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Atos, deaths and welfare cuts

 The Big Issue UK 17 March 2019

French company Atos was branded a “heartless monster” in Britain after controversial ‘employment tests’ the firm carried out for the UK government resulted in many ill and disabled people being deemed fit to work, despite strong medical evidence to the contrary. In thousands of cases, Atos judgements resulted in state benefits being cut or stopped completely and there were a number of suicides among those left in severe financial hardship, resulting in nationwide protests against the company. In light of the backlash, Atos is now backing out of its government contract. Adam Forrest of The Big Issue UK investigates whether Atos tests were an attempt to make people fit to work for financial gain, or as part of the UK government’s agenda to reduce benefit claims. (1465 Words) - By Adam Forrest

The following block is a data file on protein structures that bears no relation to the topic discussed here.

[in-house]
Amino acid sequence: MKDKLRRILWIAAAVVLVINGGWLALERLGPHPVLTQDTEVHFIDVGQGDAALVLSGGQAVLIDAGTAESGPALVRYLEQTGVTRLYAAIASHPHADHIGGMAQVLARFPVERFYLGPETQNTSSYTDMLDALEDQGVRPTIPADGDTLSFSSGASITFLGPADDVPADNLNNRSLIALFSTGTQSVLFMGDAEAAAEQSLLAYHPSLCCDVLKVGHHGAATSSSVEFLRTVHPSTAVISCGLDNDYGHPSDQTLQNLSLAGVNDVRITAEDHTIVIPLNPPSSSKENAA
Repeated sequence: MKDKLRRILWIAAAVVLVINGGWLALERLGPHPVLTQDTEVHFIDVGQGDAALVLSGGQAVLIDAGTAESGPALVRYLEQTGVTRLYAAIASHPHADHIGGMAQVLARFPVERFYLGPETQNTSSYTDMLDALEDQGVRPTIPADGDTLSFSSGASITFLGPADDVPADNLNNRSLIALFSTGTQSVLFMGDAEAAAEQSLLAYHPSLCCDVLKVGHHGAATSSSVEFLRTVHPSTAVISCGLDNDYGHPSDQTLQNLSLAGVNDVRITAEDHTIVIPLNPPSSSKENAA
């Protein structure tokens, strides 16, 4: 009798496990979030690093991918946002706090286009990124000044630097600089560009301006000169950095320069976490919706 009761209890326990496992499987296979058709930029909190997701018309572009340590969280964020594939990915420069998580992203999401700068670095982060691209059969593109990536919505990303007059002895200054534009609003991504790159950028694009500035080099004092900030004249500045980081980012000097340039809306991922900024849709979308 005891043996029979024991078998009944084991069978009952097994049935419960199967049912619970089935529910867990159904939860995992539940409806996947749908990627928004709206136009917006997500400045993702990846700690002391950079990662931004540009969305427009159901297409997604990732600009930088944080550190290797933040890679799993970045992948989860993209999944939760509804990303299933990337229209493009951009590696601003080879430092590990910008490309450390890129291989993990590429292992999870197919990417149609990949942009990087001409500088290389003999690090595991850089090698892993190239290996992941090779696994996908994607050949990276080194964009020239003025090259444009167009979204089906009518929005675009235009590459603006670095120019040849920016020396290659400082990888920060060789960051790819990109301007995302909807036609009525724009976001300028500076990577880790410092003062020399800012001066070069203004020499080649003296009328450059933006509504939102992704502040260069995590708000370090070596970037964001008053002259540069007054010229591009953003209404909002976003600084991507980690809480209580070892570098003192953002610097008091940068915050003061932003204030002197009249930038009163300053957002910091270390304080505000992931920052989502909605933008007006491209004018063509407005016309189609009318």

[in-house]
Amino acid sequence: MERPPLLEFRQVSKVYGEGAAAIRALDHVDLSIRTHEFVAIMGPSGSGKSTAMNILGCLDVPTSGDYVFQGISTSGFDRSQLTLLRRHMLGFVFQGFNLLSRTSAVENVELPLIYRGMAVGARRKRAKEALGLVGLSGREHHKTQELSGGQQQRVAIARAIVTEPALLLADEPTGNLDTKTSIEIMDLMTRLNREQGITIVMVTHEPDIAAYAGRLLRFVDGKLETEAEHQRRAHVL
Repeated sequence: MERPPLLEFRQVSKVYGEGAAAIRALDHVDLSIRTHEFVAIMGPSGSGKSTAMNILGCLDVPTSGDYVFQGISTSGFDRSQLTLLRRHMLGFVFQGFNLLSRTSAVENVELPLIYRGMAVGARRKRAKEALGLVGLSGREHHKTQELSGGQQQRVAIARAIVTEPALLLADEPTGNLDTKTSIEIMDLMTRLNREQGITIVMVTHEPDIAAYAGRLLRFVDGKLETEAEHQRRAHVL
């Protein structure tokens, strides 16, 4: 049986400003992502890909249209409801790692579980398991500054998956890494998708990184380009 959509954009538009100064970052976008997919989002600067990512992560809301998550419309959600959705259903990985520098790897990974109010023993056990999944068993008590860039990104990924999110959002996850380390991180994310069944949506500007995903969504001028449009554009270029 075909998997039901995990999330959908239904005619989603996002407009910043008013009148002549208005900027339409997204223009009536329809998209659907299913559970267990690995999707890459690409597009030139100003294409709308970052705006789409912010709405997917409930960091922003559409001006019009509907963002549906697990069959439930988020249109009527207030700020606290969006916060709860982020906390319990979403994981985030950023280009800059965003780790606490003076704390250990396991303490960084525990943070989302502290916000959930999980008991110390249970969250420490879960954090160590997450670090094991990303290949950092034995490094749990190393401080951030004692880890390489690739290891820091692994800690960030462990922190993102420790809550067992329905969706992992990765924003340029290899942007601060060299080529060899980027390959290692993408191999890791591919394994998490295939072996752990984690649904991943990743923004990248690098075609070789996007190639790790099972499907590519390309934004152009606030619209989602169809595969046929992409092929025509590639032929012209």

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A protester demonstrates against IT company Atos's involvement in tests for incapacity benefits outside the Department for Work and Pensions in London August 31, 2019. Photo: REUTERS/Neil Hall

BI UK_Atos, deaths and welfare cuts3

Protesters demonstrate against IT company Atos's involvement in tests for incapacity benefits outside the Department for Work and Pensions in London August 31, 2019. Photo: REUTERS/Neil Hall

BI UK_Atos, deaths and welfare cuts

David Coupe died of a rare form of cancer in October last year. He had been stripped of his £50-a-week incapacity benefit and ruled fit to work in December 2012, despite being housebound with a painful back injury, ulcers and diabetes. Photo: © rossparry.co.uk/syndication


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